Intrinsic Dimensionality Explains the Effectiveness of Language Model Fine-Tuning Armen Aghajanyan, Sonal Gupta, Luke Zettlemoyer

Abstract: Although pretrained language models can be fine-tuned to produce state-of-the-art results for a very wide range of language understanding tasks, the dynamics of this process are not well understood, especially in the low data regime. Why can we use relatively vanilla gradient descent algorithms (e.g., without strong regularization) to tune a model with hundreds of millions of parameters on datasets with only hundreds or thousands of labeled examples? In this paper, we argue that analyzing fine-tuning through the lens of intrinsic dimension provides us with empirical and theoretical intuitions to explain this remarkable phenomenon. We empirically show that common pre-trained models have a very low intrinsic dimension; in other words, there exists a low dimension reparameterization that is as effective for fine-tuning as the full parameter space. For example, by optimizing only 200 trainable parameters randomly projected back into the full space, we can tune a RoBERTa model to achieve 90% of the full parameter performance levels on MRPC. Furthermore, we empirically show that pre-training implicitly minimizes intrinsic dimension and, perhaps surprisingly, larger models tend to have lower intrinsic dimension after a fixed number of pre-training updates, at least in part explaining their extreme effectiveness. Lastly, we connect intrinsic dimensionality with low dimensional task representations and compression based generalization bounds to provide intrinsic-dimension-based generalization bounds that are independent of the full parameter count.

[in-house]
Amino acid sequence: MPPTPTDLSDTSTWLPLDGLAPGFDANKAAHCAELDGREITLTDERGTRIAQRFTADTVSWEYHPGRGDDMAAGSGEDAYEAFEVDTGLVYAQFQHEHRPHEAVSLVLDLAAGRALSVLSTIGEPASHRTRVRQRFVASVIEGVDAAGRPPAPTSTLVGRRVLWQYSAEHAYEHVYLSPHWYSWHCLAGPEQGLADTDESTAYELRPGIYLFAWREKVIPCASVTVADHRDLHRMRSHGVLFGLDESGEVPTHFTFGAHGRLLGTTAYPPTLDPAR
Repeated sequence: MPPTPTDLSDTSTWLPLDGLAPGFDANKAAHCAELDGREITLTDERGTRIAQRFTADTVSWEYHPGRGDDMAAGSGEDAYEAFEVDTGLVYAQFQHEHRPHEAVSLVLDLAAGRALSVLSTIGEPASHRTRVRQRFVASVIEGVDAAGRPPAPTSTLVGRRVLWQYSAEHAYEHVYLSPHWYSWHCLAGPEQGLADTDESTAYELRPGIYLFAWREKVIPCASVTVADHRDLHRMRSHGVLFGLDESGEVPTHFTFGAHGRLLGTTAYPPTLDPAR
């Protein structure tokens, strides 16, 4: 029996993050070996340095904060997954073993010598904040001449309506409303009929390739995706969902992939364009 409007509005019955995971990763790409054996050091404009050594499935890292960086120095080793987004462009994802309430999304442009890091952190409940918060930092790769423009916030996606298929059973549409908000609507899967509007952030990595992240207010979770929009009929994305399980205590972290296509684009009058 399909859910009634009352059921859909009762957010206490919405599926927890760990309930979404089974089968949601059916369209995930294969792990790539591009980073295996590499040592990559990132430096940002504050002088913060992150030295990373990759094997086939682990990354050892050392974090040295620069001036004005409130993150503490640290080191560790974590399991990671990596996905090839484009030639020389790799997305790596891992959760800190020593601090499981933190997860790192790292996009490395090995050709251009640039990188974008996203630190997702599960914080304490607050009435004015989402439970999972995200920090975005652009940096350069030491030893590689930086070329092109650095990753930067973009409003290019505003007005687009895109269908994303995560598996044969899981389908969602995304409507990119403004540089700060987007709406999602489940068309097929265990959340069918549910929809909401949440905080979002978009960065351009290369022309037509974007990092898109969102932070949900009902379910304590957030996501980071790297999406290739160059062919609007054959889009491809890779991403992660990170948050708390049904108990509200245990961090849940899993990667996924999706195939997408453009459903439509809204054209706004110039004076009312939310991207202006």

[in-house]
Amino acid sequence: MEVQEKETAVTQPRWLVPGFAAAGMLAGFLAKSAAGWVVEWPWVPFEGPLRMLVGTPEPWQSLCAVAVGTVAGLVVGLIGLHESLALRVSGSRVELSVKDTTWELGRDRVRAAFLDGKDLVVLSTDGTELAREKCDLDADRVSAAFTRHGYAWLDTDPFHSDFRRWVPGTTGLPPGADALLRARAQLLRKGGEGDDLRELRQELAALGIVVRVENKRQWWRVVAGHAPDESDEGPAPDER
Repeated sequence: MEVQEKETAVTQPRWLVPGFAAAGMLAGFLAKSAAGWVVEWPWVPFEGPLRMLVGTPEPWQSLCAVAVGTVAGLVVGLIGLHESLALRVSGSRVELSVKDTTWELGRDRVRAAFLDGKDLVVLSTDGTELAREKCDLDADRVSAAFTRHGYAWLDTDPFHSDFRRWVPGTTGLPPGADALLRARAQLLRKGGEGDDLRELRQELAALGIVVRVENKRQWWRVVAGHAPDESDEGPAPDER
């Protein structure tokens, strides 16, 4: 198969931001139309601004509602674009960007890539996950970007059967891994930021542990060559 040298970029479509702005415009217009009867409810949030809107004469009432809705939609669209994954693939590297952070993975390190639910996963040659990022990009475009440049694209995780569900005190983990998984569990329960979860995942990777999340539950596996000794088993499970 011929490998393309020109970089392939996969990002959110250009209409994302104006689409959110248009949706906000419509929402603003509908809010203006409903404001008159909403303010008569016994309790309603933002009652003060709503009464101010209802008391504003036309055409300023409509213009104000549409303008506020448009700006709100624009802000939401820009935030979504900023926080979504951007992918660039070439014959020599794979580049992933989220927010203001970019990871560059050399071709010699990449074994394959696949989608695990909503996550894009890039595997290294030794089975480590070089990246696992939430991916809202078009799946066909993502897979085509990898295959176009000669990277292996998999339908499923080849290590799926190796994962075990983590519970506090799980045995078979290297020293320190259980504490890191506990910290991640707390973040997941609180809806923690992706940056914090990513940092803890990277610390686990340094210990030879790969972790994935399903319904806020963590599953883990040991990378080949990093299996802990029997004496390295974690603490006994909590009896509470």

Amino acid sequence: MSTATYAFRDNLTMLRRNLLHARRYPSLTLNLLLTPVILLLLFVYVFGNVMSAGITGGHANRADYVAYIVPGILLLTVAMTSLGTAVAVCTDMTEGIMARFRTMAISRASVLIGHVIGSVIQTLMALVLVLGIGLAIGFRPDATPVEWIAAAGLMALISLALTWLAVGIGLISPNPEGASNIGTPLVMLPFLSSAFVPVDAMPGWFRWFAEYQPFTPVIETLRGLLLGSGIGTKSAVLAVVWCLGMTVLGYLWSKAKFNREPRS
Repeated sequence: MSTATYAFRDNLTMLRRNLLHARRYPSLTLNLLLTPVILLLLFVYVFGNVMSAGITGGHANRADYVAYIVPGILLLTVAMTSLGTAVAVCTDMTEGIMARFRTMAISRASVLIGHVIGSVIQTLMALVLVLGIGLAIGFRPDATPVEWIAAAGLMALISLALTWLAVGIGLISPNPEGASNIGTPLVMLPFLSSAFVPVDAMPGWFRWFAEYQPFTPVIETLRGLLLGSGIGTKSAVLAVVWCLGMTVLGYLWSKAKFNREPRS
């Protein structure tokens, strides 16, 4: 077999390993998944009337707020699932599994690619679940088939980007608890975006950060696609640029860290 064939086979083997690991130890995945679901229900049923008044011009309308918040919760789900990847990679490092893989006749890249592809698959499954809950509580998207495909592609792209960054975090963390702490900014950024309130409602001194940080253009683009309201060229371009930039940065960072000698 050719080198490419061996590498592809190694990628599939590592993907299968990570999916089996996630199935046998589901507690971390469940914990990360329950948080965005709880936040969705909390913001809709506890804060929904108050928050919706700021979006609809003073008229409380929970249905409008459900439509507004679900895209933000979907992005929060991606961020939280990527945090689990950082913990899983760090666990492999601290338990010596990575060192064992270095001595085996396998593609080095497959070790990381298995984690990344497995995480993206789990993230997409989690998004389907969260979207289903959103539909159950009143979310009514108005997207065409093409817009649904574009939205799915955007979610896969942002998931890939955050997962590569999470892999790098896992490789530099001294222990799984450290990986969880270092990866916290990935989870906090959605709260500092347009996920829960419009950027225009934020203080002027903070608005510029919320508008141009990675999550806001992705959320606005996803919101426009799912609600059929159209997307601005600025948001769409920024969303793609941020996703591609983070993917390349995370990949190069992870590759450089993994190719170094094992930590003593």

Friday, 8 October at 13:30